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Smoke-free legislation reduces asthma hospitalizations for children

Robin Wulffson MD's picture
pediatric asthma, cigarette smoke, anti-smoking legislation, asthma triggers

Although Western Europe has lagged behind the US in regard to anti-smoking legislation, they are catching up. In addition to other health hazard, cigarette smoke is a known trigger for pediatric asthma. Anti-smoking legislation was implemented in England in 2007; thus, enough time has passed to assess its health benefits. Researchers affiliated with Imperial College, London, United Kingdom and the University of California, San Francisco designed a study to assess whether the implementation of English smoke-free legislation was associated with a reduction in hospital admissions for childhood asthma. They published their findings online on January 21 in the journal Pediatrics.

The researchers accessed Hospital Episodes Statistics data from April 2002 to November 2010. The study group comprised all children aged 14 years or less who had an emergency hospital admission with a principle diagnosis of asthma.

The researchers found that before the implementation of the legislation, the admission rate for childhood asthma was increasing by 2.2% per year. After implementation of the legislation, there was a significant immediate change in the admission rate of −8.9% and change in time trend of −3.4% per year. They noted that this change was equivalent to 6,802 fewer hospital admissions in the first three years after implementation. There were similar reductions in asthma admission rates among children from different age, gender, and socioeconomic status groups and among those residing in urban and rural locations.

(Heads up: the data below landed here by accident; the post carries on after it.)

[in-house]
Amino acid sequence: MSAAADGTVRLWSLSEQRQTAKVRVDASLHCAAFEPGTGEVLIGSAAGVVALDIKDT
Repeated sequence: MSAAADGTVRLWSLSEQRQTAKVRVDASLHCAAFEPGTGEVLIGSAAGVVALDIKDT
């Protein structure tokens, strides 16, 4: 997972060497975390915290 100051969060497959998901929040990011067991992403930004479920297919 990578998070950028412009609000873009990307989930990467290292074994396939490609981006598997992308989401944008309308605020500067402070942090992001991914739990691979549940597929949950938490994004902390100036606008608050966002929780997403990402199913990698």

The investigators concluded that their findings confirm those from a small number of previous studies suggesting that the well-documented population health benefits of comprehensive smoke-free legislation appear to extend to reducing hospital admissions for childhood asthma.
Take home message:
The findings regarding cigarette smoke exposure are applicable to the US. Asthma is a leading cause of hospital admissions and school absences in children. When they encounter a substance that can cause problems (a trigger), an asthma attack (exacerbation) can occur. Common asthma triggers include:

  • Animals (hair or dander)
  • Aspirin and other medications
  • Changes in weather (most often cold weather)
  • Chemicals in the air or in food
  • Dust
  • Exercise
  • Mold
  • Pollen
  • Strong emotions
  • Tobacco smoke
  • Viral infections, such as the common cold

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Children’s airways are narrower than those of adults. This means that triggers that may cause only a slight problem in an adult can create more serious problems in children. In children, an asthma attack can appear suddenly with severe symptoms. For this reason, it is important that asthma be diagnosed and treated correctly. Some children may need to take medicine every day, even when they do not have symptoms.

The most important preventive measures for the prevention of asthma attacks is the elimination of triggers. You and your family can help control a child’s asthma by helping get rid of the indoor triggers that make symptoms worse. If possible, keep pets outdoors, or at least away from the child’s bedroom. No one should smoke in a house or around a child with asthma. Eliminating tobacco smoke from the home is the single most important thing a family can do to help a child with asthma. Smoking outside the house is not enough. Family members and visitors who smoke carry smoke residue in and on their clothes and hair: this can trigger asthma symptoms.

Keeping humidity levels low and fixing leaks can reduce growth of organisms such as mold. Keep the house clean and keep food in containers and out of bedrooms. This helps reduce the possibility of cockroaches, which can trigger asthma attacks. Bedding can be covered with “allergy proof” polyurethane-coated casings to reduce exposure to dust mites. Detergents and cleaning agents in the home should be unscented.

All of the aforementioned efforts can make a significant difference to the child with asthma, even though it may not be obvious right away.

Reference: Pediatrics